Nearly three dozen Democrats serving in the United States House of Representatives have signed on to a letter insisting that their support for abortion is consistent with their Catholic faith, even as the Catechism of the Catholic Church strongly condemns it.
Thirty-one House Democrats, led by Rep. Rosa DeLauro, D-Conn., penned a letter outlining a “statement of principles” on Saturday, the first anniversary of the U.S. Supreme Court’s Dobbs v. Jackson Women’s Health Organization case determining that the U.S. Constitution does not contain a right to abortion. In addition to expressing support for abortion, the lawmakers maintained, “The fundamental tenets of our Catholic faith — social justice, conscience and religious freedom — compel us to defend a woman’s right to access abortion.”
“Our faith unfailingly promotes the common good, prioritizes the dignity of every human being, and highlights the need to provide a collective safety net to our most vulnerable,” they added. “We are committed to making real the basic principles at the heart of Catholic social teaching: helping the poor, disadvantaged and the oppressed; protecting the least among us; and ensuring that all Americans of every faith are given meaningful opportunities to share in the blessings of this great country.”
After contending that “bans and restrictions on abortion disproportionately harm those who already endure poverty, discrimination, and racism,” the lawmakers insisted that support for legal abortion is consistent with their conscience as well as the Catechism of the Catholic Church’s command to “always obey the certain judgment of his [or her] conscience.” They noted that the relevant portion of the Catechism goes on to state, “If he [or she] were deliberately to act against it, he [or she] would condemn himself [or herself].”
“We regard conscience as both a sacred gift and a responsibility: we are called to follow our conscience,” the lawmakers wrote. “We believe the separation of church and state means allowing for our faith to inform our public duties and how we best serve our constituents — not that we impose our religious beliefs and customs on others who may not share them. As legislators, we are charged with being facilitators of the Constitution which guarantees religious freedom for all Americans.”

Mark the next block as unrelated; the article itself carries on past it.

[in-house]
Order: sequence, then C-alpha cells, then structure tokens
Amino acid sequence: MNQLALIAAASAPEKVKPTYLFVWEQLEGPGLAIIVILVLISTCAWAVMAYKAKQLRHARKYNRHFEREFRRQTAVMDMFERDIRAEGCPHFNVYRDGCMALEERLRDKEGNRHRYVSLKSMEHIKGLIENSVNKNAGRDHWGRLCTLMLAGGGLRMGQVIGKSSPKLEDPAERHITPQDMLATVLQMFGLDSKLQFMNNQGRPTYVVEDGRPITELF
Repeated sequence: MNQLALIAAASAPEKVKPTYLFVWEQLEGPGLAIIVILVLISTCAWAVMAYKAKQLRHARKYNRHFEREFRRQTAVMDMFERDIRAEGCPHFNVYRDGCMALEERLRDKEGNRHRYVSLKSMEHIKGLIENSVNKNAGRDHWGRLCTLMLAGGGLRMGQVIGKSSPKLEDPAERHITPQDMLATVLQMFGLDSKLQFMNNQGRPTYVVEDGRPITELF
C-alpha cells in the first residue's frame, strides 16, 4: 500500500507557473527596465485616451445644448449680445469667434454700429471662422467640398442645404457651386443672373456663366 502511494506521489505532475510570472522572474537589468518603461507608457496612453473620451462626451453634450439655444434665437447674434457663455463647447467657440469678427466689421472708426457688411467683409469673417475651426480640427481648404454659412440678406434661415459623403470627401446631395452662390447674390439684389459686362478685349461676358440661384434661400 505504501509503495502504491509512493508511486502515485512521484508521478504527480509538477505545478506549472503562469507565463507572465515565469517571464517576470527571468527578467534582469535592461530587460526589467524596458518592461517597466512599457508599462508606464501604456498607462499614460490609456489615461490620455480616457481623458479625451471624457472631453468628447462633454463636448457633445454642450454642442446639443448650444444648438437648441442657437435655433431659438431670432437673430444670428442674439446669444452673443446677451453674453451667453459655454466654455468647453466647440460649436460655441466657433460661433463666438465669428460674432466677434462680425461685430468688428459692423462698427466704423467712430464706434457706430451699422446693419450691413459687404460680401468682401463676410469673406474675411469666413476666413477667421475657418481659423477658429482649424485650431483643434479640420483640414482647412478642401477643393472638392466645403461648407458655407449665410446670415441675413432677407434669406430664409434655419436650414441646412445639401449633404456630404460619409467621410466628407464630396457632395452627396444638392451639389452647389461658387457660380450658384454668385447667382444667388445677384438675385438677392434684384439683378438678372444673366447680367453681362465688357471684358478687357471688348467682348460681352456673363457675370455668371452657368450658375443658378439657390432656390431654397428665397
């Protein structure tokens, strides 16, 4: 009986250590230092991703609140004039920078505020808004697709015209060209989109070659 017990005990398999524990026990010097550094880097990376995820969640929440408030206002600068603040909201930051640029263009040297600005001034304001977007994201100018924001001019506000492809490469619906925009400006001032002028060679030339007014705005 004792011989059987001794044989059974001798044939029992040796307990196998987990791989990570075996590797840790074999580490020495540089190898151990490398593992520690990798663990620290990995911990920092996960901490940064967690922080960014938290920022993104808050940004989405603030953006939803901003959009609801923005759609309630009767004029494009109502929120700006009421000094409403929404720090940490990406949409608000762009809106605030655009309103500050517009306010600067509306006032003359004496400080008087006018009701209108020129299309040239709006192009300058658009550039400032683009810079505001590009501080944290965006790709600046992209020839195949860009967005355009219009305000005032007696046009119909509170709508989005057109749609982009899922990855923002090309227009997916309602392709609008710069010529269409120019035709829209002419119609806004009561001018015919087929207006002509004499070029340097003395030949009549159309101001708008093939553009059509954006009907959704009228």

According to the lawmakers, “Catholic teaching honors religious pluralism, declaring that the right to practice one’s religious beliefs must be protected, as well as the right to be free from the religious beliefs of others. Our faith and our country’s Constitution demand that no person impose a single religious viewpoint into law or regulation.”
While the lawmakers pointed to paragraph 1790 of the Catechism to justify obeying their conscience, which supports abortion, the same paragraph also warns that “moral conscience remains in ignorance and makes erroneous judgments about acts to be performed or already committed.” Paragraph 1792 of the Catechism identifies the “assertion of a mistaken notion of autonomy of conscience” as well as a “rejection of the Church’s authority and her teaching” as possible sources of “errors of judgment in moral conduct.”
As for Catholic Church teaching, it explicitly condemns abortion in paragraph 2271 of the Catechism: “Since the first century the Church has affirmed the moral evil of every procured abortion. This teaching has not changed and remains unchangeable. Direct abortion, that is to say, abortion willed as either an end or a means, is gravely contrary to moral law.”
In a statement provided to The Christian Post, pro-life scholar and practicing Catholic Michael New asserted that the lawmakers “clearly misunderstand the Catholic Church’s teachings on abortion,” specifically the Catechism’s declaration that “every procured abortion is a ‘moral evil.’”